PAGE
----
For the love of photography

Have you ever wanted to relive your childhood, when you played in the snow all day and retreated to the warmth for a glass of hot chocolate? My brother and sister relived my childhood for me.

We’re from Ohio, so excuse my brother’s Ohio State hat, and over winter break we received about a foot of snow, which was optimal for winter fun.

The kids made snow angels, went sledding, built a snow fort and tried to build a snowman. They also tried to start a snowball fight with me while I was capturing their good times. So the next time you want to play in the snow, just act like a kid and have fun.

Now, on to the subject of photography. Have you ever had a hobby that you wanted to make a career? I sure did, and it was photography.

Back in high school, I said I wanted to be a photographer because I took good photos with my point and shoot camera. So I saved up money to buy what is now my equipment, my Nikon D80. I know what you’re thinking: She can’t be a photographer, she just had a point and shoot; that’s not the case.

All throughout high school I took photography courses, both film & digital, and let me tell you, I sucked at the beginning. You only learn from practice, and once I bought the D80, I learned all the manual settings, photography lingo and everything you needed to know to capture the perfect image.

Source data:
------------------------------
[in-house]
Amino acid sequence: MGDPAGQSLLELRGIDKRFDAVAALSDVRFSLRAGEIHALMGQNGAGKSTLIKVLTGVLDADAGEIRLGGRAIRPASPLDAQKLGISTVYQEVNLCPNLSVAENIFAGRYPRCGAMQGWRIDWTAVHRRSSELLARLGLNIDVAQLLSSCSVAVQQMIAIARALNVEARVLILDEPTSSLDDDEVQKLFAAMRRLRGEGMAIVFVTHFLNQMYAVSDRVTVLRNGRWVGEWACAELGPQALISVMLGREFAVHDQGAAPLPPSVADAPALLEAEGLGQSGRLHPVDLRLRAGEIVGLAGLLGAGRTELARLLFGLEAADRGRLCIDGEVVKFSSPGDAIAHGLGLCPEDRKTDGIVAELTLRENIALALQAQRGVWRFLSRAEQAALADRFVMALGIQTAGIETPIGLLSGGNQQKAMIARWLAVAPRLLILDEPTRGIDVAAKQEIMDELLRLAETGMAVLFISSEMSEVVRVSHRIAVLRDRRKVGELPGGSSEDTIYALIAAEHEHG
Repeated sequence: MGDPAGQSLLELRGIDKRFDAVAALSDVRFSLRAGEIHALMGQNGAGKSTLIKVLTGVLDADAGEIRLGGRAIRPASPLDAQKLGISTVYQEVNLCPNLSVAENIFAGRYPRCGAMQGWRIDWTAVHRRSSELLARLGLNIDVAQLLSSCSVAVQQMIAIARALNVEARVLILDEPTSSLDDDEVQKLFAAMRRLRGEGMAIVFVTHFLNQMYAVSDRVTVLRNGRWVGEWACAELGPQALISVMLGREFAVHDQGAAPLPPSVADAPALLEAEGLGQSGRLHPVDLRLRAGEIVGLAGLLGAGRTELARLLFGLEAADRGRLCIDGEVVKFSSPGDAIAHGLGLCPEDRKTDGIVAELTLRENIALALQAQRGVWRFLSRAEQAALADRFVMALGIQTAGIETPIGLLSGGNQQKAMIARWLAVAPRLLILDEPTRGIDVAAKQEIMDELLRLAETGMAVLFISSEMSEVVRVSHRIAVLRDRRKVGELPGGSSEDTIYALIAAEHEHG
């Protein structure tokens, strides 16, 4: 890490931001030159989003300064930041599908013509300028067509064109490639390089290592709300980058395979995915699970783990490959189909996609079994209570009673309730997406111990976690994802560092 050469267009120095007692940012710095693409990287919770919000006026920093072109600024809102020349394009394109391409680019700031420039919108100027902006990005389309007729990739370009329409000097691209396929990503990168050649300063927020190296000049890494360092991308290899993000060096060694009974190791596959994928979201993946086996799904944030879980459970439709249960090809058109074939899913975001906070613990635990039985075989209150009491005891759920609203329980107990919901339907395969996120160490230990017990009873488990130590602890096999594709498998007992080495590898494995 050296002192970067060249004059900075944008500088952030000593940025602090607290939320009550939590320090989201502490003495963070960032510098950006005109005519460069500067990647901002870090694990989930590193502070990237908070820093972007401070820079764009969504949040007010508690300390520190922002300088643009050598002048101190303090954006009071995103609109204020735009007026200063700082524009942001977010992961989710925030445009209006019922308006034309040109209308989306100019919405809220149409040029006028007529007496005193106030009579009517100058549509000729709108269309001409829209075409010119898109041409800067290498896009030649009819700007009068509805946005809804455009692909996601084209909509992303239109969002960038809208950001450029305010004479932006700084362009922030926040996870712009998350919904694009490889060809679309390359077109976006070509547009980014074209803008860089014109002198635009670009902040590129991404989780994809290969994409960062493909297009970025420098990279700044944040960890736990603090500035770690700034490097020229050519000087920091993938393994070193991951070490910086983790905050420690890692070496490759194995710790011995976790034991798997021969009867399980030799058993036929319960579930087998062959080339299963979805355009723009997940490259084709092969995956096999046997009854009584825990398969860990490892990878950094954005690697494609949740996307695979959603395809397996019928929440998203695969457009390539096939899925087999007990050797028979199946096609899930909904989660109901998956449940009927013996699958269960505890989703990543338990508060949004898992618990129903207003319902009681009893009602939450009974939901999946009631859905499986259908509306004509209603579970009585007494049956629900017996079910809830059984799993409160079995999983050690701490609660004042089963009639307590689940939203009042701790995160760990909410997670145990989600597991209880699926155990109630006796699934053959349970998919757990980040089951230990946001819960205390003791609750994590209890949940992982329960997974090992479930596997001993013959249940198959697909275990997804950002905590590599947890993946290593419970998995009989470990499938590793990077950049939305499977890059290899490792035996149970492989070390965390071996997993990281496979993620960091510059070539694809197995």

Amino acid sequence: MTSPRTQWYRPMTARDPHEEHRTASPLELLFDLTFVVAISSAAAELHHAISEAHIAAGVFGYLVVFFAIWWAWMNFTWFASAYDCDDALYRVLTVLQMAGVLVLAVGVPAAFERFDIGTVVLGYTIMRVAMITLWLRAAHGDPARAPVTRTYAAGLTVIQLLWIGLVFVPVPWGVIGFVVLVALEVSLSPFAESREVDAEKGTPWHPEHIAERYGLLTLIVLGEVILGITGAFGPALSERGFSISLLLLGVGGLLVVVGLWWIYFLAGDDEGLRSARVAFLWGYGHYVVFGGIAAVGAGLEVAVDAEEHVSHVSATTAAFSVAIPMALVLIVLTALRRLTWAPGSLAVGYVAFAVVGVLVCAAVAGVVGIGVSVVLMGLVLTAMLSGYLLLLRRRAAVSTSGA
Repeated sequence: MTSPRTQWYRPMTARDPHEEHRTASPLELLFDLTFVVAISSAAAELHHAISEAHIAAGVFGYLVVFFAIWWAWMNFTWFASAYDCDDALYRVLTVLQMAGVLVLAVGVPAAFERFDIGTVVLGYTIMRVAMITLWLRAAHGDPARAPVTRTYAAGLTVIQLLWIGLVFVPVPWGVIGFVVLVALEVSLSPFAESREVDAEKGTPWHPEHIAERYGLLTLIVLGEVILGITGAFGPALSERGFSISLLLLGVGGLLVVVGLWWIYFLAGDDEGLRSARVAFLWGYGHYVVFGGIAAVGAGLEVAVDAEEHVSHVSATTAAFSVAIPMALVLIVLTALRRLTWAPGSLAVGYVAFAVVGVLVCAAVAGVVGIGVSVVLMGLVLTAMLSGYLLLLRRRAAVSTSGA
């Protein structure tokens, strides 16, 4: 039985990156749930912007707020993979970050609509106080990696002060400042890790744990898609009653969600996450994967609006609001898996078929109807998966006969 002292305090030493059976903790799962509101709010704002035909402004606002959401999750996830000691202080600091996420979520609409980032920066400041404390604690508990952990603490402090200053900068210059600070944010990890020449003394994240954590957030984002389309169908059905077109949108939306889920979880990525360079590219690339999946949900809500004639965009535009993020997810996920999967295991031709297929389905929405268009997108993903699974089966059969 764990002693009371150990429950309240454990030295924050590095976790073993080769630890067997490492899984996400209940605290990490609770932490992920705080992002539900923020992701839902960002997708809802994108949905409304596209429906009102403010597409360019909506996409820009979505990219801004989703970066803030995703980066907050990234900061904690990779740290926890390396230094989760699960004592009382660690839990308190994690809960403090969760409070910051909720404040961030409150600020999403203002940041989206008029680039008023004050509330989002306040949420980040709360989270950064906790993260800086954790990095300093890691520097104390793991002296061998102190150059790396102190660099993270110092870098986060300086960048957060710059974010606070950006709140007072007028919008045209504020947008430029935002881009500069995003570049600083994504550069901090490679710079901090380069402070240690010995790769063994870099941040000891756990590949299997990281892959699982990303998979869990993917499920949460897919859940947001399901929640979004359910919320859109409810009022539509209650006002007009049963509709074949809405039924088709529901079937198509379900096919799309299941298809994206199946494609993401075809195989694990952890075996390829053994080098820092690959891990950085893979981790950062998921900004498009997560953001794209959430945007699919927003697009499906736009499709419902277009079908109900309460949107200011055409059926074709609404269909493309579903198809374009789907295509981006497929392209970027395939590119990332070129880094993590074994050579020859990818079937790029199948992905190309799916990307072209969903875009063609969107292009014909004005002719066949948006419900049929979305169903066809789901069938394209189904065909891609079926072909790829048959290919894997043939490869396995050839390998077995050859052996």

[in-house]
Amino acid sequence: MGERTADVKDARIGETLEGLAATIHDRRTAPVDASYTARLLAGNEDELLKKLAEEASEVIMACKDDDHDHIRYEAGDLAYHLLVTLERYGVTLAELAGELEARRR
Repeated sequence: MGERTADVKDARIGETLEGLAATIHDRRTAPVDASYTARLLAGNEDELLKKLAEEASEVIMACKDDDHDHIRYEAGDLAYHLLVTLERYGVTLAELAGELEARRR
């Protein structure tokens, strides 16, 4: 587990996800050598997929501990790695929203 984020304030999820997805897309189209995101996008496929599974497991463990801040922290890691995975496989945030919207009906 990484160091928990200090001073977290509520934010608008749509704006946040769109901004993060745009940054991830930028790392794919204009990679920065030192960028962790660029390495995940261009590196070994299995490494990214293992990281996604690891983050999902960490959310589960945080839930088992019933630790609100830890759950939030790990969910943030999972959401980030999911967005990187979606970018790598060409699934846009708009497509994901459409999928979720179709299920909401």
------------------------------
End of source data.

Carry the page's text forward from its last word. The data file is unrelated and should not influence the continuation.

Then senior year of high school I took AP photography and got college credit. Carrying into college, I still took lots of photos, but focused more on concerts (“shows” as I like to call them), which incorporates my two passions: photography and music. I now focus on show photography along with portraits. My love for photography helped me get my job at The Torch and other paid photo shoots with artists. I couldn’t imagine my life without photography.

  • http://www.facebook.com/t0mm0r Thomas Wilson

    Photography is an amazing hobby. It’s so excited getting new lenses and just playing around. Your photos are framed perfectly, but if I might offer some humble advice. The hardest thing about shooting in winter is getting the right exposure. You either have photos that turn out too dark from overcast skies, or photos that are washed out from too much sun reflecting off the snow. A couple of your photos have nice defined lighting, but most of them lack contrast. Digital editing (photoshop or lightroom) has amazing camera raw tools for adjusting contrast to make up for poor lighting in the field. You should play around in the office whenever you get a chance.